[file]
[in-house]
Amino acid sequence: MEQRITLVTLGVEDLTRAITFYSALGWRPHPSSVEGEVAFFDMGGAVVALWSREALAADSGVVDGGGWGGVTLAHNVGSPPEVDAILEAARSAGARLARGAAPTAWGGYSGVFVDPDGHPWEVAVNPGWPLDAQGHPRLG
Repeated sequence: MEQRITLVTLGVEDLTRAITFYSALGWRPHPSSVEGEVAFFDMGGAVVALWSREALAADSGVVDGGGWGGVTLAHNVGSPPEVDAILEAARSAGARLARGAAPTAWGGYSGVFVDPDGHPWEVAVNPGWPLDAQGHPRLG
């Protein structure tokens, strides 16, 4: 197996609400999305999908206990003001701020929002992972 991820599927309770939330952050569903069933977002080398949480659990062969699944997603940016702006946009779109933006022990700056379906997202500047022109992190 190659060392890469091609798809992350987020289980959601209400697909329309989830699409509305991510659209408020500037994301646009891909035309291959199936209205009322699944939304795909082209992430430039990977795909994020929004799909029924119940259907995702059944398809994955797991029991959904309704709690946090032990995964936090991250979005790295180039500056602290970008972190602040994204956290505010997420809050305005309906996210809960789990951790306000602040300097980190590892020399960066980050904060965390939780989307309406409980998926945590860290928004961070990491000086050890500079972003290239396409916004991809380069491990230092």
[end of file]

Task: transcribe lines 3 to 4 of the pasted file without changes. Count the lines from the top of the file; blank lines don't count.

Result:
Repeated sequence: MEQRITLVTLGVEDLTRAITFYSALGWRPHPSSVEGEVAFFDMGGAVVALWSREALAADSGVVDGGGWGGVTLAHNVGSPPEVDAILEAARSAGARLARGAAPTAWGGYSGVFVDPDGHPWEVAVNPGWPLDAQGHPRLG
């Protein structure tokens, strides 16, 4: 197996609400999305999908206990003001701020929002992972 991820599927309770939330952050569903069933977002080398949480659990062969699944997603940016702006946009779109933006022990700056379906997202500047022109992190 190659060392890469091609798809992350987020289980959601209400697909329309989830699409509305991510659209408020500037994301646009891909035309291959199936209205009322699944939304795909082209992430430039990977795909994020929004799909029924119940259907995702059944398809994955797991029991959904309704709690946090032990995964936090991250979005790295180039500056602290970008972190602040994204956290505010997420809050305005309906996210809960789990951790306000602040300097980190590892020399960066980050904060965390939780989307309406409980998926945590860290928004961070990491000086050890500079972003290239396409916004991809380069491990230092």